9 Oct 2022

Student rediscovers 'extinct' cockroach on Lord Howe Island

6:00 pm on 9 October 2022

Lord Howe Island is a Unesco World Heritage site, between mainland Australia and the North Island, and is home to many unique species. Photo: 123rf

When a University of Sydney biology student lifted a rock under a huge banyan fig tree on Lord Howe Island, he could hardly believe what he saw.

It was a wingless wood-eating cockroach, unique to one tiny World Heritage-listed island that lies between Sydney and the North Island, and believed to be extinct.

It was last seen more than 80 years ago.

"For the first 10 seconds or so, I thought, 'No, it can't be,'" honours student Maxim Adams said.

"We were doing a brief survey of Lord Howe basically to confirm its extinction there … and lo and behold the first rock we looked under there it was. It was really unbelievable."

The wood-feeding cockroach (Panesthia lata) was once widespread across the Lord Howe Islands archipelago, but was believed to have become extinct after rats arrived in 1918.

Searches had previously discovered similar closely related cockroaches on two even smaller islands in the archipeligo, but the cockroaches Adams rediscovered are genetically different from those.

The Lord Howe Island wood-feeding cockroach, Panesthia lata.

The "extinct" wood-eating cockroach rediscovered on Lord Howe Island. Photo: Supplied/ University of Sydney - Justin Gilligan/ Australian Department of Planning and Environment

Research takes unexpected turn

Adams is a student under University of Sydney evolutionary biologist Nathan Lo.

Professor Lo has been leading a research team examining the population distribution of cockroaches across the archipelago.

He said a major rodent eradication program on Lord Howe Island in 2019 had been so successful that his team were investigating the possibility of introducing a population of the other different cockroaches from the outer islands onto the main island.

Adams and Department of Planning and Environment scientist Nicholas Carlile had gone to Lord Howe Island ahead of Professor Lo to make a start, when their research took a very unexpected turn.

"They were due to go out to Blackburn Island to start studying the cockroaches there, the weather was really bad, so they were forced to stay on Lord Howe Island," Professor Lo said.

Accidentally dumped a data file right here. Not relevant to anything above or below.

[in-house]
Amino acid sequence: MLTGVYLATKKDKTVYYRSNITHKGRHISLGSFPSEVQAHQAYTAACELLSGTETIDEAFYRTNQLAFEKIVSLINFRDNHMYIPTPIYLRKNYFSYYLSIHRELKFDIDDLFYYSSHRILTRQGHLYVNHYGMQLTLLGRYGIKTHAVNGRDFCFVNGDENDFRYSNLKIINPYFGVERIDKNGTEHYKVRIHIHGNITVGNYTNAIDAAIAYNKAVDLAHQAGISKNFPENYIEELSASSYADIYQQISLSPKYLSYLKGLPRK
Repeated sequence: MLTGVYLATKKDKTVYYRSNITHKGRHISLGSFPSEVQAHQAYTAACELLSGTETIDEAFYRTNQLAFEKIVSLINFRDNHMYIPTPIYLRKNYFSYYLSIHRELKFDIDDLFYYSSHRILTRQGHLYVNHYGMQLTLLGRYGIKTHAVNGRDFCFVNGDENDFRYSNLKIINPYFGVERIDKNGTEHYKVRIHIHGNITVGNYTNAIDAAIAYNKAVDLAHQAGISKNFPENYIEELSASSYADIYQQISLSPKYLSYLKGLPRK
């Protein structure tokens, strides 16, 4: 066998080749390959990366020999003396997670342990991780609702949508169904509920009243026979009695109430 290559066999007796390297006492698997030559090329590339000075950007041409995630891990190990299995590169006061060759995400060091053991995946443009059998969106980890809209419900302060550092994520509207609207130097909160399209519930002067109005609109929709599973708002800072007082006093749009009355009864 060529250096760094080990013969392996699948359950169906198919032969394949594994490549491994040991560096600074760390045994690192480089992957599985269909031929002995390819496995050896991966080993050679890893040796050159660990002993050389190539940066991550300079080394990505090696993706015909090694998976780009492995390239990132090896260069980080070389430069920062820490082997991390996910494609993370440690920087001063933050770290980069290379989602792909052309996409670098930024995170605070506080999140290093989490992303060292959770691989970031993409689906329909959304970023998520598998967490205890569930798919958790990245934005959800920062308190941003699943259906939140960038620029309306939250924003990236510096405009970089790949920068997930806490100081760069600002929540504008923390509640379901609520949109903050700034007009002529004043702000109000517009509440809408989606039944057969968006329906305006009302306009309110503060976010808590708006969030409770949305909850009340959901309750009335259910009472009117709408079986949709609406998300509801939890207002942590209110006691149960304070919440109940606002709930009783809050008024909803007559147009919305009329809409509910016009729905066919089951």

Maxim Adams under the banyan tree where he rediscovered the Lord Howe Island cockroach.

Maxim Adams under the banyan tree where he rediscovered the Lord Howe Island cockroach. Photo: Supplied/ University of Sydney - Nicholas Carlile/Australian Department of Planning and Environment

"They went for a walk to the north end to look at some of the habitat where ... cockroaches might have been happy to stay.

"The very first rock they looked under they found cockroaches, which is very strange, as entomologists have been looking on the island for many decades and haven't seen any at all."

The researchers ended up finding families of the cockroaches, all under one banyan tree.

The Lord Howe Island wood-feeding cockroach, Panesthia lata.

The cockroach plays a role as an "ecosystem engineer" on Lord Howe Island. Photo: Supplied/ University of Sydney - Justin Gilligan/ Australian Department of Planning and Environment

Genetically distinct

Professor Lo said DNA work had confirmed the importance of the discovery.

"We sequenced their DNA and compared it with the DNA of cockroaches from Blackburn and so far, they seem different. The same species probably, but they seem to be a distinct population," he said.

"It does seem this little population in the north end of the island has hung on over many decades. It's exciting, they might be able to re-establish across the island over time."

Lord Howe Island board chair Atticus Fleming said it was an exciting find.

"Lord Howe Island really is a spectacular place. It's older than the Galápagos Islands and is home to 1600 native invertebrate species, half of which are found nowhere else in the world," he said.

"These cockroaches are almost like our very own version of Darwin's finches, separated on little islands over thousands or millions of years developing their own unique genetics."

'Charismatic' cockroach ecologically important

Professor Lo said the native wood-eating cockroaches played an important environmental role.

"They are incredibly important nutrient recyclers, ecosystem engineers and as a food source for other species," Professor Lo said.

He said the species also deserved a better rap than "common street roaches".

"It doesn't smell, it doesn't run really quickly, it's not scary. It's actually quite charismatic, you can hold it in your hand," he said.

"It just hangs out in the forest. It does not go into people's houses. It's just out in the forest recycling the wood and leaf litter, to keep the forest healthy.

"That's why we are interested in it, because it was so abundant before the rats wiped it out. We figure it was probably playing a pretty important ecological role on the island, also acting as food for a number of the bird and reptile species out there."

Professor Lo said there was still much to learn.

"This species lives for a long time, about seven or eight years, but doesn't breed anywhere as quickly as your common street roaches," he said.

"We are hoping to study their habitat, behaviours and genetics to learn more about how they managed to survive."


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